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LONDON: Nickel prices held near their highest in more than two months on Monday boosted by demand from the electric vehicle battery sector lowering stocks held in London Metal Exchange (LME) approved warehouses.

Benchmark nickel on the LME traded up 0.6% at $20,850 a tonne in official rings having last week touched $21,165 a tonne, the highest since November 24.

"Nickel stocks in LME warehouses are being drawn because they can be used to make nickel sulphate for the batteries used in electric vehicles," said ING analyst Wenyu Yao.

Electric vehicle demand has been particularly strong in China, where Volkswagen, General Motors, Toyota Motor Corp and Tesla are ramping up production.

Base metals fall on hawkish US Fed signals

Inventories: Nickel stocks in LME warehouses at 99,954 tonnes have fallen by around 62% since April 2021.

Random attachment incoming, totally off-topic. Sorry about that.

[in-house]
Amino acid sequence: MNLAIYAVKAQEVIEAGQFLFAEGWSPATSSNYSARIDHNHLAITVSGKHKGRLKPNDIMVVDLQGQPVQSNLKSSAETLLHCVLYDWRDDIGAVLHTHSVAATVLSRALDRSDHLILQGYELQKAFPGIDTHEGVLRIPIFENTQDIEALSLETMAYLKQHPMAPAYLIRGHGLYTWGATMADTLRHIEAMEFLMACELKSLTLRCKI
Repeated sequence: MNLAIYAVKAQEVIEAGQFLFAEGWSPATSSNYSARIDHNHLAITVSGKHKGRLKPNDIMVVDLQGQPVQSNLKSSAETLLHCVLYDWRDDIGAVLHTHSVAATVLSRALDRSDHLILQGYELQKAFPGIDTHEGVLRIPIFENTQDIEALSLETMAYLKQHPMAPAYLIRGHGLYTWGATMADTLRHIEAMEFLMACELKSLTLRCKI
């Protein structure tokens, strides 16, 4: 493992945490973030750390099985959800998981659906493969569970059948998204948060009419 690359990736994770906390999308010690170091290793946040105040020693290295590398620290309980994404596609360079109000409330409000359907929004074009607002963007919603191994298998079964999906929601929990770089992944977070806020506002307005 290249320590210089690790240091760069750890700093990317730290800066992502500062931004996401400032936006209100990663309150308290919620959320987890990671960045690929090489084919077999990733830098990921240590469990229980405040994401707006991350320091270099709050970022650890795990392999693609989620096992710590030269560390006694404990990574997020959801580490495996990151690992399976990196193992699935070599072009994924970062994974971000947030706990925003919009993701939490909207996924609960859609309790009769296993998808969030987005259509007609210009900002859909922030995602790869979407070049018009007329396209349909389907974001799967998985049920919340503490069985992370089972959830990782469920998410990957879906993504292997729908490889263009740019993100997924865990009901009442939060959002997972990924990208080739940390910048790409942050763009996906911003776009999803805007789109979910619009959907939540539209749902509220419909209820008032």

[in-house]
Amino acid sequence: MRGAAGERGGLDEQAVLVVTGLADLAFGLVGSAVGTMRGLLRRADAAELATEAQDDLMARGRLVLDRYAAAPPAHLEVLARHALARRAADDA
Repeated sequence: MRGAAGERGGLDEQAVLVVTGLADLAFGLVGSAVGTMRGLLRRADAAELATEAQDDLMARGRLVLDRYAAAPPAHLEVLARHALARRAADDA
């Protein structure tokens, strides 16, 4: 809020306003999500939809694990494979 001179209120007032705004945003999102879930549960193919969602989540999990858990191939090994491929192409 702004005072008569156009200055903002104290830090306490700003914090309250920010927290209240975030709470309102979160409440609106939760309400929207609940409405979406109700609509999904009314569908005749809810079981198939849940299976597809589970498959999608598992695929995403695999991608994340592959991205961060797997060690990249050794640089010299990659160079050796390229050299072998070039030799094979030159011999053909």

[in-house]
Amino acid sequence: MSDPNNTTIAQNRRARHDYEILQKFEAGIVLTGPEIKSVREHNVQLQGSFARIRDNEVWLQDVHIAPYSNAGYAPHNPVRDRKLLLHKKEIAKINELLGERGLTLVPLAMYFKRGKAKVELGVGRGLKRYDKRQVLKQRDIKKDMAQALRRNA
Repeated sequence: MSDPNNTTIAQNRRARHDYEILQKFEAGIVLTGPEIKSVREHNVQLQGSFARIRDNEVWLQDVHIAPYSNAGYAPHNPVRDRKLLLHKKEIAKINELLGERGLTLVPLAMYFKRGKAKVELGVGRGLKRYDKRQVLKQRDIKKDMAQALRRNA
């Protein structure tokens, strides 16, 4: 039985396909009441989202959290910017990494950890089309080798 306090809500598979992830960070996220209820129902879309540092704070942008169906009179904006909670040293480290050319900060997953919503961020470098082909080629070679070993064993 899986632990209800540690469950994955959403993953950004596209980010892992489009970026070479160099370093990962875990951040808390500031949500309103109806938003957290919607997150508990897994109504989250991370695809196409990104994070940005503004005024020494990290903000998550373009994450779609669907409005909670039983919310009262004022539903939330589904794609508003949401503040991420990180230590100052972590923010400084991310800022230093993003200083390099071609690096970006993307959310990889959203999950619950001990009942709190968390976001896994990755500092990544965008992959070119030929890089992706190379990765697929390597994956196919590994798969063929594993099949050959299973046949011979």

About 75% of the total is bagged briquette, easily crushed into small particles and dissolved in sulphuric acid to make nickel sulphate.

Cancelled warrants -- metal earmarked for delivery -- at 49% of total stocks indicate more metal is due to be delivered out over the coming days and weeks.

Spreads: Worries about nickel supplies on the LME market have created a premium of $125 a tonne for the cash over the three-month contract, a one-month high.

Aluminium: Production cuts in Europe due to soaring power costs are expected to fuel further rises in aluminium prices, which hit $2,980 a tonne on Friday, the highest since October 21.

It traded up 0.7% to $2,934 a tonne.

Aluminium stocks in LME warehouses at 911,500 tonnes are down more than 30% since mid-September.

Other Metals: Industrial metals overall were supported by a lower US currency, which when it falls makes dollar-priced metals cheaper for holders of other currencies.

The dollar fell on Friday after December U.S. jobs data missed expectations.

"Copper has come under pressure on the back of China implementing partial lockdowns in some cities to prevent the spread of Omicron," analysts at Marex said.

Copper slipped 0.1% to $9,640 a tonne, zinc rose 0.3% to $3,544, lead gained 0.4% to $2,287 and tin rose 0.5% to $40,050.

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